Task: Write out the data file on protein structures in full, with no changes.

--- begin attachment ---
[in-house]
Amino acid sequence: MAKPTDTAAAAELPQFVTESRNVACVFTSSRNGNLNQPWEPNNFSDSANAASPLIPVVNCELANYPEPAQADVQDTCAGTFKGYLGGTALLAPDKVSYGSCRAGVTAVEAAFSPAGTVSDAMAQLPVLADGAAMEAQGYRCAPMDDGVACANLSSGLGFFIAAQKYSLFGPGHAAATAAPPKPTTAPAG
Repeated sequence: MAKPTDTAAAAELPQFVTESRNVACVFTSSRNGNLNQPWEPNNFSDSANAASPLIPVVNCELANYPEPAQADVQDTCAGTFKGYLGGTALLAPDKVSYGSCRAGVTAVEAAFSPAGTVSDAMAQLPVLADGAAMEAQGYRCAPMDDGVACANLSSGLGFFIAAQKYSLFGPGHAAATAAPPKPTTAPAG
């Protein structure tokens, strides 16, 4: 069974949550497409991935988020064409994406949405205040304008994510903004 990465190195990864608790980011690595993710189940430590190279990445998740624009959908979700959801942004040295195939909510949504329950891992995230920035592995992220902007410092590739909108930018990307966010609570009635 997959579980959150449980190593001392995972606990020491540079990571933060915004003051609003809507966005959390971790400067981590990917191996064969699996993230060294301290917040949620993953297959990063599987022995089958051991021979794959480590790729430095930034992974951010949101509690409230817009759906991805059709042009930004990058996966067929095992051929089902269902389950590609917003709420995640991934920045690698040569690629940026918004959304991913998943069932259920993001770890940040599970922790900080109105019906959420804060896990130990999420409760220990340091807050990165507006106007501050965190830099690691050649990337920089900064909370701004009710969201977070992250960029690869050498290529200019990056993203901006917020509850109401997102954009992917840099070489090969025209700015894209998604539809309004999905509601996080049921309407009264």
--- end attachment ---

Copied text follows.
[in-house]
Amino acid sequence: MAKPTDTAAAAELPQFVTESRNVACVFTSSRNGNLNQPWEPNNFSDSANAASPLIPVVNCELANYPEPAQADVQDTCAGTFKGYLGGTALLAPDKVSYGSCRAGVTAVEAAFSPAGTVSDAMAQLPVLADGAAMEAQGYRCAPMDDGVACANLSSGLGFFIAAQKYSLFGPGHAAATAAPPKPTTAPAG
Repeated sequence: MAKPTDTAAAAELPQFVTESRNVACVFTSSRNGNLNQPWEPNNFSDSANAASPLIPVVNCELANYPEPAQADVQDTCAGTFKGYLGGTALLAPDKVSYGSCRAGVTAVEAAFSPAGTVSDAMAQLPVLADGAAMEAQGYRCAPMDDGVACANLSSGLGFFIAAQKYSLFGPGHAAATAAPPKPTTAPAG
């Protein structure tokens, strides 16, 4: 069974949550497409991935988020064409994406949405205040304008994510903004 990465190195990864608790980011690595993710189940430590190279990445998740624009959908979700959801942004040295195939909510949504329950891992995230920035592995992220902007410092590739909108930018990307966010609570009635 997959579980959150449980190593001392995972606990020491540079990571933060915004003051609003809507966005959390971790400067981590990917191996064969699996993230060294301290917040949620993953297959990063599987022995089958051991021979794959480590790729430095930034992974951010949101509690409230817009759906991805059709042009930004990058996966067929095992051929089902269902389950590609917003709420995640991934920045690698040569690629940026918004959304991913998943069932259920993001770890940040599970922790900080109105019906959420804060896990130990999420409760220990340091807050990165507006106007501050965190830099690691050649990337920089900064909370701004009710969201977070992250960029690869050498290529200019990056993203901006917020509850109401997102954009992917840099070489090969025209700015894209998604539809309004999905509601996080049921309407009264």